Jobdefs

Next part is combining all the property’s of a job that would execute the requirements we set. This is the ‘default’ setup we start from when making jobs. Real jobs are called jobs, and can overwrite these defaults.

JobDefs {
  # name (required)
  Name = "BackupLinuxConfig"
  
  # type can be backup/restore/verify
  Type = Backup
  
  # the default level bareos will try
  # can also be Full/Differential(since last full)/Incremental(since last incremental)
  Level = Incremental
  
  # the default client, to be overwritten by the job.conf
  Client = bareos-fd
  
  # what files to include/exclude
  FileSet = "LinuxConfig"
  
  # the schedule we just created
  Schedule = "Nightly"
  
  # where to store it
  Storage = File
  
  # the message reporting
  Messages = Standard
  
  # the pool where to store it
  Pool = Incremental
  
  # the higher the value priority the lower it will be dropped in the queue
  # so for important jobs priority=1 will run first
  Priority = 10
  
  # the bootstrap file keeps a "log" of all the backups, and gets rewritten every time a 
  # full backup is made, it can be used during recovery
  Write Bootstrap = "/var/lib/bareos/%c.bsr"
  
  # in case these value's get overwritten
  # define where would be a good pool to write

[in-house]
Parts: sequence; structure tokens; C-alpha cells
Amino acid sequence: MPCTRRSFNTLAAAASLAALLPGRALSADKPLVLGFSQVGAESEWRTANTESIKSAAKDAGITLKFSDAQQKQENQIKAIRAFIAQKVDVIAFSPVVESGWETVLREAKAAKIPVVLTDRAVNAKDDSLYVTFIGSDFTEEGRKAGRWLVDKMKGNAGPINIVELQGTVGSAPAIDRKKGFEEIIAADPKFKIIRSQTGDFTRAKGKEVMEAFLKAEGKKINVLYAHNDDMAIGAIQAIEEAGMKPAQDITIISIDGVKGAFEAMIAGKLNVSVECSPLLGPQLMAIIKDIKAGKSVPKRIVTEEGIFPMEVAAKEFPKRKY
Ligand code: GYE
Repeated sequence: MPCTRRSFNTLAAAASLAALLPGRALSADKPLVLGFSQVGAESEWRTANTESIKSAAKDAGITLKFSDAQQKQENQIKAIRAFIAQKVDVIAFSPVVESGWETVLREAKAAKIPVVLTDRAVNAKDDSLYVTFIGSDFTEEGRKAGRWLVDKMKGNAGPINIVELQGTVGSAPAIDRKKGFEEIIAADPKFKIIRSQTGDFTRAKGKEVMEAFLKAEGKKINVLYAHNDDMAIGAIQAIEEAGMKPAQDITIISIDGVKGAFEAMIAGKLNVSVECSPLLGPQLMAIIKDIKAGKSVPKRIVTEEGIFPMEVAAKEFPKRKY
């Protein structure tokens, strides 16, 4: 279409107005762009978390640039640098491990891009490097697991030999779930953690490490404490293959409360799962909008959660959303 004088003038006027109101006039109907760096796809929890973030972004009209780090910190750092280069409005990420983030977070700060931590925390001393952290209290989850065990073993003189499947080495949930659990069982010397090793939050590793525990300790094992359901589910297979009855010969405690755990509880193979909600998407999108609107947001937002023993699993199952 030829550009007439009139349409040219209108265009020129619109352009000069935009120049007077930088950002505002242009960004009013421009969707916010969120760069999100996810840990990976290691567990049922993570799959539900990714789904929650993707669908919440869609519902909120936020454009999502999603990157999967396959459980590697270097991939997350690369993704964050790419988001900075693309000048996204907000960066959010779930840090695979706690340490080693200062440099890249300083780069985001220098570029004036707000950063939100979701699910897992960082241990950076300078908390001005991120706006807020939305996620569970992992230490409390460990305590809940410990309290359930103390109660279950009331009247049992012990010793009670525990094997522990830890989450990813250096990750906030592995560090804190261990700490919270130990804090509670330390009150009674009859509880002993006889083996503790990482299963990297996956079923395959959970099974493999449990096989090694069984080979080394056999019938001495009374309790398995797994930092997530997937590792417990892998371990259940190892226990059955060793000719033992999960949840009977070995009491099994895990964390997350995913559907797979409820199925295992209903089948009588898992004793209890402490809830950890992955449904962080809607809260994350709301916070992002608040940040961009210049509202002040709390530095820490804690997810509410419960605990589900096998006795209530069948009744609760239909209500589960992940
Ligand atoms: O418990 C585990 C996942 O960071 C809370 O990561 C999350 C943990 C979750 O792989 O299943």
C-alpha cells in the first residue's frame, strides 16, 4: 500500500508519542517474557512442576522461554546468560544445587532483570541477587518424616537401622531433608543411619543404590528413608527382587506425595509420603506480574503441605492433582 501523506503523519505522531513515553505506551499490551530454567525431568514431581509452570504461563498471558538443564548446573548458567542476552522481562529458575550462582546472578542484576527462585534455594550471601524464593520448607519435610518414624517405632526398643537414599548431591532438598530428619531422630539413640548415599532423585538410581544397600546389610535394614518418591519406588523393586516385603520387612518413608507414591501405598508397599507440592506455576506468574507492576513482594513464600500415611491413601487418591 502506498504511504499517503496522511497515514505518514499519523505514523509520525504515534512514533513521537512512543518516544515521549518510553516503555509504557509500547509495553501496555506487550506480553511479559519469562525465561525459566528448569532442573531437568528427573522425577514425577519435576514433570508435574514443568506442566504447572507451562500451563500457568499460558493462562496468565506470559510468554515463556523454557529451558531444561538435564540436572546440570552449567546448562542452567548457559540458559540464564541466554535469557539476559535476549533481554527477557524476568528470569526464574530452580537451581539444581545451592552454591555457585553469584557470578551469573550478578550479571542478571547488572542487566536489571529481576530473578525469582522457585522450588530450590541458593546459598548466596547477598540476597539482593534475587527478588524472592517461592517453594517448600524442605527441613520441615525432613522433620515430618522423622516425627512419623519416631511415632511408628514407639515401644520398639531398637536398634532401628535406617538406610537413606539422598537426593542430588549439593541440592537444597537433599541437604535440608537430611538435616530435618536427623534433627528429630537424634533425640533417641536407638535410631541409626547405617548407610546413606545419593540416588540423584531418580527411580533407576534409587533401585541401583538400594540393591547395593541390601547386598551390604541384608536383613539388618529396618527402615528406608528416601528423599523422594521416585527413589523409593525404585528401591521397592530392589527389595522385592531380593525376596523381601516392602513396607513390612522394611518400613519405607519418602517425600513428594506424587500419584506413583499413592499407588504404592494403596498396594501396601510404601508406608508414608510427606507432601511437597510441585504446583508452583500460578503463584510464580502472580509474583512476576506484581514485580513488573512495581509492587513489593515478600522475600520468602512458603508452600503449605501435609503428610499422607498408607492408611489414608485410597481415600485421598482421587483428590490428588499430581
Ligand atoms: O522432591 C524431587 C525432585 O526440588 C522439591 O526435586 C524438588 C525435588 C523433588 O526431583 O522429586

# note that full backup will be used atleast once because no full
  # backup will exist
  Full Backup Pool = Full
  Differential Backup Pool = Differential
  Incremental Backup Pool = Incremental
}

The client is here bareos-fd, which is a default configured client pointing to its own installation. The fileset and schedule we just created is now being referenced here. Since all backups start from a “full” backup, there needs to be a backup pool.

Now that we have a good “sketch” (jobdef) for our backup job, creating the real backup is easy.

Job

Getting the final job to work is easy, just reference the jobdefs and overwrite the value’s you want changed.

nano /etc/bareos/bareos-dir.d/job/svennd-etc-backup.conf

with content :

Job {
  # required
  Name = "svennd-etc-backup"
  
  # the default settings
  JobDefs = "BackupLinuxConfig"
  
  # overwrite the client here
  Client = "svennd"
}

And that’s it.

Running the job